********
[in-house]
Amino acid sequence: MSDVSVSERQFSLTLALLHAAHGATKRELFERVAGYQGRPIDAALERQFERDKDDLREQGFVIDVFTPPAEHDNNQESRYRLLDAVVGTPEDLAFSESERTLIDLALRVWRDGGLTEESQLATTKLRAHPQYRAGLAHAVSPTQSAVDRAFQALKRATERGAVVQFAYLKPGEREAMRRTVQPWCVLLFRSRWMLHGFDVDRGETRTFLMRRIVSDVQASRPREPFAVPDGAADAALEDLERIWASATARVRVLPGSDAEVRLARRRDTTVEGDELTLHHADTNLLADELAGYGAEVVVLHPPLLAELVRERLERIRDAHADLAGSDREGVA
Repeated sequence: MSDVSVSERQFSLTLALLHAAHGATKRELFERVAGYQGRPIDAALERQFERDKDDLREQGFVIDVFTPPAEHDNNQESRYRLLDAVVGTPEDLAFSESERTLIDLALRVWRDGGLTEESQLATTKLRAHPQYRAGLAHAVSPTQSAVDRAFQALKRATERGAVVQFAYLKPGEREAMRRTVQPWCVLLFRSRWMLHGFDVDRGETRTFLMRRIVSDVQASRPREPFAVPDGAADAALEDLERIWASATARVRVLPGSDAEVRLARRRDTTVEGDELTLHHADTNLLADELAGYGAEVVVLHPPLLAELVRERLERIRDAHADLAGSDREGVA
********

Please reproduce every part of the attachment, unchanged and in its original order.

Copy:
[in-house]
Amino acid sequence: MSDVSVSERQFSLTLALLHAAHGATKRELFERVAGYQGRPIDAALERQFERDKDDLREQGFVIDVFTPPAEHDNNQESRYRLLDAVVGTPEDLAFSESERTLIDLALRVWRDGGLTEESQLATTKLRAHPQYRAGLAHAVSPTQSAVDRAFQALKRATERGAVVQFAYLKPGEREAMRRTVQPWCVLLFRSRWMLHGFDVDRGETRTFLMRRIVSDVQASRPREPFAVPDGAADAALEDLERIWASATARVRVLPGSDAEVRLARRRDTTVEGDELTLHHADTNLLADELAGYGAEVVVLHPPLLAELVRERLERIRDAHADLAGSDREGVA
Repeated sequence: MSDVSVSERQFSLTLALLHAAHGATKRELFERVAGYQGRPIDAALERQFERDKDDLREQGFVIDVFTPPAEHDNNQESRYRLLDAVVGTPEDLAFSESERTLIDLALRVWRDGGLTEESQLATTKLRAHPQYRAGLAHAVSPTQSAVDRAFQALKRATERGAVVQFAYLKPGEREAMRRTVQPWCVLLFRSRWMLHGFDVDRGETRTFLMRRIVSDVQASRPREPFAVPDGAADAALEDLERIWASATARVRVLPGSDAEVRLARRRDTTVEGDELTLHHADTNLLADELAGYGAEVVVLHPPLLAELVRERLERIRDAHADLAGSDREGVA